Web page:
Chapter Three: Underground
The next day Sir Edward Monk still did not feel like working on any of his designs, which was what he would normally have done on a Tuesday morning. He sat at his drawing board looking at the incomplete blueprint for a new land ironclad, one with slightly thinner armour, but with a more powerful steam engine, which should have meant that the machine would be a lot faster than other designs.
He did not pick up a pencil, though. There seemed to be little point. He had no desire to complete his design. He realised that he might, in fact, never complete this design, or any of the other things which he had been working on. He no longer cared about creating things.
He would design no more rifles; no more land ironclads; no more steam automobiles; no device designed to improve the lives of ordinary people. He stood up, and moved back from his seat. Then he grabbed all of his unfinished designs.
For a second he considered ripping them up, shredding them and scattering the pieces all over the floor of the room. Then the moment of unreasoning anger passed, and he was himself again.
He put all of his designs away, smoothing them out. He was not a child who broke things in some petty tantrum.
He tidied up the room as best as he could, putting away all of his devices of drawing. He did not think that he would need them again. He certainly did not need the money. The things which he had created in the past had made him an extremely wealthy individual. He did not need to invent anything new.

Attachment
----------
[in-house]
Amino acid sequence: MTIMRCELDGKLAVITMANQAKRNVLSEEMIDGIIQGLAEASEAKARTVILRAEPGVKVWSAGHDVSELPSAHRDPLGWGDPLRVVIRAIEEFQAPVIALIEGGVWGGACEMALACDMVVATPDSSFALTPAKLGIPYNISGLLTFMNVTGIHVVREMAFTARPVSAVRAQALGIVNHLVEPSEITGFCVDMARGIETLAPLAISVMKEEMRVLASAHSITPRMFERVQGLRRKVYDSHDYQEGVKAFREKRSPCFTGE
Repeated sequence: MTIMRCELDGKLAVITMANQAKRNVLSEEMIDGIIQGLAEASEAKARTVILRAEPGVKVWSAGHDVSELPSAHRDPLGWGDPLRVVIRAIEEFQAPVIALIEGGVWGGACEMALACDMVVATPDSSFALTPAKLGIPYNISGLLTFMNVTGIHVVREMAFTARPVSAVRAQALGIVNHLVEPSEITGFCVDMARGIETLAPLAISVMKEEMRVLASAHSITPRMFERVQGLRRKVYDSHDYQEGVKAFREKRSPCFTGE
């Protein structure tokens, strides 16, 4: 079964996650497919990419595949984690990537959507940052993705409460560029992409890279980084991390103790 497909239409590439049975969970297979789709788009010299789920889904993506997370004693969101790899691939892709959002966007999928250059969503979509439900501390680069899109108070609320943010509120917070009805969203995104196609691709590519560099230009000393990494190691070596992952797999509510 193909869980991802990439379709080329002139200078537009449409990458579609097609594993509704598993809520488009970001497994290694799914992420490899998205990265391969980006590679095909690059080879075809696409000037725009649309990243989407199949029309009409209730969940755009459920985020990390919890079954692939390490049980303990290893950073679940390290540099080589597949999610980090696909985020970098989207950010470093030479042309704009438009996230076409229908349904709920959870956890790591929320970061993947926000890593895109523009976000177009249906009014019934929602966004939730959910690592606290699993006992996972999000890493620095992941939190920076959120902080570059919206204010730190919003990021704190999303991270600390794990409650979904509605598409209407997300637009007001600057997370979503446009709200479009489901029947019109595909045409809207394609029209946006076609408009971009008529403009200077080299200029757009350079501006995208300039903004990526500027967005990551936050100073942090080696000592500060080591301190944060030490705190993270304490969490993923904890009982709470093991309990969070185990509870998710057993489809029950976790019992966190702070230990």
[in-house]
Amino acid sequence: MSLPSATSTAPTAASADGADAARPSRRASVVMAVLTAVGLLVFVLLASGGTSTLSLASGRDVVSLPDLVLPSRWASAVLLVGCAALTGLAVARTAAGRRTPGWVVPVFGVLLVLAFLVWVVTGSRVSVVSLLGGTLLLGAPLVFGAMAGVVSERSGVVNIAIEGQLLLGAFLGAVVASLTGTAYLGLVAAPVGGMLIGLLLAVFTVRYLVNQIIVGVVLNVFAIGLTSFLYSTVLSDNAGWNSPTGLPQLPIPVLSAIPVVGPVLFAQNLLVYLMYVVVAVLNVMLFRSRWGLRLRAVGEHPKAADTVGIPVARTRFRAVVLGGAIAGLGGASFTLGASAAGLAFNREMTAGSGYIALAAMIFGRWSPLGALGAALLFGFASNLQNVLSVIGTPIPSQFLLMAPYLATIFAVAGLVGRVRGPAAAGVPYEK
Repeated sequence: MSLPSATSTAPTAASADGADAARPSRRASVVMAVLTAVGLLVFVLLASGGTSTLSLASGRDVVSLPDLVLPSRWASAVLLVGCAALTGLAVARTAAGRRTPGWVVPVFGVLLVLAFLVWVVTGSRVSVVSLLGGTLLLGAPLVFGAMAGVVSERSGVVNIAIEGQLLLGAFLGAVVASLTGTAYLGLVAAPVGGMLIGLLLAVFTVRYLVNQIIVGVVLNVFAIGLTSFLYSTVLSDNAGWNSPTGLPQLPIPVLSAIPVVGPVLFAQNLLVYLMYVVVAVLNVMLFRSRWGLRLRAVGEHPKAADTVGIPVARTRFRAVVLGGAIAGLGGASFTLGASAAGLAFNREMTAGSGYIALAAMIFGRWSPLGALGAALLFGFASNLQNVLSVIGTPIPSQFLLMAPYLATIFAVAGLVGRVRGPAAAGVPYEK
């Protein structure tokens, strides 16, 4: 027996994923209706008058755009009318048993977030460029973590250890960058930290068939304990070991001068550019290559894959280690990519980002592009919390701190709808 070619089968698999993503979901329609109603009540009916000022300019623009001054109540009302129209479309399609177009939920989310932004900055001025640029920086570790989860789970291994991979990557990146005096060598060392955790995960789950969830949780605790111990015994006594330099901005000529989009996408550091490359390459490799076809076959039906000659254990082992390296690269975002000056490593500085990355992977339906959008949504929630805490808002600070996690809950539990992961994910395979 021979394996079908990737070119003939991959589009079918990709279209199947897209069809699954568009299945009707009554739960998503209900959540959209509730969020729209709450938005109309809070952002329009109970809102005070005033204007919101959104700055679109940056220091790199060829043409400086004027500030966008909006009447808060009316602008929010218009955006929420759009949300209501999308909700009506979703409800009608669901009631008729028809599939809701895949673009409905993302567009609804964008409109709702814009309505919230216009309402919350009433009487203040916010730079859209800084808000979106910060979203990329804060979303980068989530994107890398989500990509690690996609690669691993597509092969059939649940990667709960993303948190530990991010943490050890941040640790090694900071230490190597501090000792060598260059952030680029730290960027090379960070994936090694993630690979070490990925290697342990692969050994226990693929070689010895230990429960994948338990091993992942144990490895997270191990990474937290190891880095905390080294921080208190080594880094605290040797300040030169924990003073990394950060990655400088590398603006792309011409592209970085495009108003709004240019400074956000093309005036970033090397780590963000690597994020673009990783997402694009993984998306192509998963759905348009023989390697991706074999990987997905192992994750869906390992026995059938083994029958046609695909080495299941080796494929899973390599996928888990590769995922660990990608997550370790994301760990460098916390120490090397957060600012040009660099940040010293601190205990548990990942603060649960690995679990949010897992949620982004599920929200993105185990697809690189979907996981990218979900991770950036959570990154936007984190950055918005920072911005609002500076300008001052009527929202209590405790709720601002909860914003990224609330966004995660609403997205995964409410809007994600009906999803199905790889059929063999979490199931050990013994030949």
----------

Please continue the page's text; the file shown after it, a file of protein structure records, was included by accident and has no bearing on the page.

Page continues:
It was said that he was the wealthiest man in the British Empire. Some people claimed that he was wealthier than the queen. Sir Edward Monk did not know if that was true or not. But he had more money than he would ever need.
He stood in the middle of the room staring at the empty drawing board. He did not know what he should do with himself now. Not just today, but in all of the empty days to come.
Briefly he considered going abroad. He could go anywhere in the world he chose to visit. But he had already seen a lot of the world in the past. He had been to Egypt not once, but twice, the second time the ill-fated attempt to cure Eliza. He had toured Britain’s possessions in the Indian subcontinent, to see the results of his supplying the British Army with arms. He had been to Canada, once, and had made brief trips to the Gold Coast and the Cape Colony. He was a well-travelled individual, when he thought about it.